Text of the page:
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6 Dog Breeds That Don’t Do Well in the Water

If you live at the pool in the summer or love to hit the beach year-round, you probably want your doggie BFF to be able to accompany you to your favorite haunts. We’re not saying that means you shouldn’t adopt one of these breeds — but just know that there are certain dog breeds that aren’t going to be very helpful when it comes to, say, training for an Olympic 50-meter freestyle swimming event.

It has a lot to do with body structure. You’ll notice pretty much all of the pups on our list have short, stubby legs. Some dogs will sink faster than a rock, which is no laughing matter. Knowing if your pet can — or cannot — swim can help keep them safe and alive.

These breeds all make for excellent companion pets. Just make sure you keep them far, far away from deep water.

1. Pugs

Image: Rick Harris/Flickr

This adorable breed is best known for quirky snorts and a smooshed-in face — which technically makes them a brachycephalic dog. According to Pets4Homes, brachycephalic dogs have a hard time staying afloat because in order to be able to keep their nose and mouth above the waterline, they must tilt their head upwards — which leads to their back end pointing downwards and them taking on an almost vertical position in the water, causesing them to sink.

So, in essence, what makes pugs the comical canines we know and love also makes them a water-safety hazard. The short snouts can also cause shortness of breath, which hinders this breed’s ability to swim laps around the pool. However, they usually love a good game of fetch, so try throwing a few tennis balls for them instead of letting them try their paws at paddling.

2. Dachshunds

Image: Soggydan Benenovitch/Flickr

Dachshunds can be taught to swim, but they’ll never be strong swimmers. With wee legs barely long enough to paddle, these playful pups prefer a variety of dry-land activities, including hunting, burrowing and anything that keeps them on the go. If your dog is hot and enjoys a summer cooldown, then water-filled toys and even a quick (supervised) dip in a doggy pool no higher than his neck should do the trick.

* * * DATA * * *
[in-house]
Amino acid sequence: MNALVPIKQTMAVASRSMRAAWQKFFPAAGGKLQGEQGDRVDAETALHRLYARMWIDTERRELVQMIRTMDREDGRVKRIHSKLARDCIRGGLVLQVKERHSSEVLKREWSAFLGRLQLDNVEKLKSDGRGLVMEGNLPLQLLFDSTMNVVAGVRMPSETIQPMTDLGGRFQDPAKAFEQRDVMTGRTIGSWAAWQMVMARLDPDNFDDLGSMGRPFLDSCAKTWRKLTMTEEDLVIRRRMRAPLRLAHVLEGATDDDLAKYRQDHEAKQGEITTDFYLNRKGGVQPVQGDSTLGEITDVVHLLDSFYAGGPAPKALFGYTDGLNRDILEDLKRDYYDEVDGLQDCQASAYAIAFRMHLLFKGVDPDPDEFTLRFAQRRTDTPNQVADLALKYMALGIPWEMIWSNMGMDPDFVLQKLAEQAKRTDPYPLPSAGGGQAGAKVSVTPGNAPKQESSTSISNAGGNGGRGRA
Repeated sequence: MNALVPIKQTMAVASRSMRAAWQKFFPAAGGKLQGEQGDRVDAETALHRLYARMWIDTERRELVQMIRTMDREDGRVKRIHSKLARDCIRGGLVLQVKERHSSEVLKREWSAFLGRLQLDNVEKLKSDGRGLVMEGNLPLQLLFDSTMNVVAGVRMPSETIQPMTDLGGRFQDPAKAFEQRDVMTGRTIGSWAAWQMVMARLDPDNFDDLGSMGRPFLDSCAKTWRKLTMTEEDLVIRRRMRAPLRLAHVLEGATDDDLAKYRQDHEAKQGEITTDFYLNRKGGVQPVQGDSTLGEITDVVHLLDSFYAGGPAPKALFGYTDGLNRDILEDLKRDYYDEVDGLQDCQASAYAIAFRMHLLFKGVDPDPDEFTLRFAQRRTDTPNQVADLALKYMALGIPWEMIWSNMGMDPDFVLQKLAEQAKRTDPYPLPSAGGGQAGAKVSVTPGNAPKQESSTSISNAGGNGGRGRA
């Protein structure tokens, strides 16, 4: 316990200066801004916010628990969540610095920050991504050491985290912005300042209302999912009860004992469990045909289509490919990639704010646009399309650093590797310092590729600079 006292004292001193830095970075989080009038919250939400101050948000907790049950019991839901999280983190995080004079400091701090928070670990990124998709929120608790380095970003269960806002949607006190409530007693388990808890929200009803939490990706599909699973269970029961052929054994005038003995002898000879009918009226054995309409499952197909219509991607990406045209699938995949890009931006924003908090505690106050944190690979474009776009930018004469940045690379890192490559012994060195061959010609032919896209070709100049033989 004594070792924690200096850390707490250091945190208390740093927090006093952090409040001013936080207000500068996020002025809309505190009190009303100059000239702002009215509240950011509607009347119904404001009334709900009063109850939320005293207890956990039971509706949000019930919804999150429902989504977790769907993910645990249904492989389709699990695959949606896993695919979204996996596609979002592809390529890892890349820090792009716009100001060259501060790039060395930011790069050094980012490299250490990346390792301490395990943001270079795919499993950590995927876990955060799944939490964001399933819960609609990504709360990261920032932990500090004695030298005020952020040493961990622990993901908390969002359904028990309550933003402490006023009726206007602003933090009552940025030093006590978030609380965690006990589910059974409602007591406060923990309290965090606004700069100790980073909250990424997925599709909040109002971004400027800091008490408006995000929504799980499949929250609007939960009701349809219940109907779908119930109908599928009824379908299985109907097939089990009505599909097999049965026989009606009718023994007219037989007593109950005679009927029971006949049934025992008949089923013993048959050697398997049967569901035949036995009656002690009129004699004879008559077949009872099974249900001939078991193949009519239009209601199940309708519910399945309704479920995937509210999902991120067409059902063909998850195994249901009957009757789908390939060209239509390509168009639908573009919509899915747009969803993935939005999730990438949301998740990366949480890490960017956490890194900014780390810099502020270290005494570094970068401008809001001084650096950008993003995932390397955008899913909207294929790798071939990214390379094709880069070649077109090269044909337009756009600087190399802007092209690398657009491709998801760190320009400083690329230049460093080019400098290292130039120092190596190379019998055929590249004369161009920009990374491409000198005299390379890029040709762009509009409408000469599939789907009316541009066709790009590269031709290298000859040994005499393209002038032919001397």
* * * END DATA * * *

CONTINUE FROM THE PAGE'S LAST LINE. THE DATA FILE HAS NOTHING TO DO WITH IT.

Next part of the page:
3. Bulldogs

Image: Jim Pennucci/Flickr

Bulldogs also fall into the brachycephalic category.

Sturdy, dense and low to the ground, bulldogs definitely do better out of the water. They have turned-out, short legs, which makes paddling fast enough to support their weight a challenge. A poolside doggy bed with lots of summertime toys can provide a safer alternative for spending water time with your pooch. If your bulldog must get into the water, then make sure a helping hand and a doggy life preserver are around at all times.

4. Basset hounds

Image: patchattack/Flickr

Holding the record for the world’s longest ears, the basset hound was bred for land activities like hunting and tracking. With short legs and a dense bone structure, bassets will gladly sniff out a trail so long as water is not an obstacle. They technically can swim, according to Just Basset Hounds, but they aren’t very good at it. Because of the short leg factor and the fact that they carry two-thirds of their weight in the front of their bodies, they’re kind of a recipe for water disaster.

For cool summer bonding time without the water hazard, try freezing healthy snacks for your basset to sniff out. This will allow your dog’s natural hunting abilities to shine through while getting rewarded with a cool treat.

5. Maltese

Image: Russell James Smith/Flickr

Cute and cuddly, the Maltese feels better sitting on your lap than treading water. While this breed is fully capable of paddling, other health issues may arise from water play. Because they are prone to chills, arthritis and rheumatism, taking your Maltese on a swimming adventure could worsen these common breed concerns. But that’s OK, because they’re much bigger fans of warm cuddling than cold swimming.

6. French bulldogs

Unfortunately, the French bulldog is more prone to sinking than swimming. While they are smaller, they have similar body characteristics to the full-size bulldog, which means dense, barrel bodies and turned-out, short legs, all of which don’t make for good swimmers. You also need to keep a sharp eye on them if they’re around water, because their boisterous nature could send them running for the pool, only to find they sink like stones. Don’t learn the hard way like The Rock — keep your Frenchie on a leash around deep water. If they want to cool off, chest-high puppy pools are a great alternative.

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Originally published September 2012. Updated May 2017.

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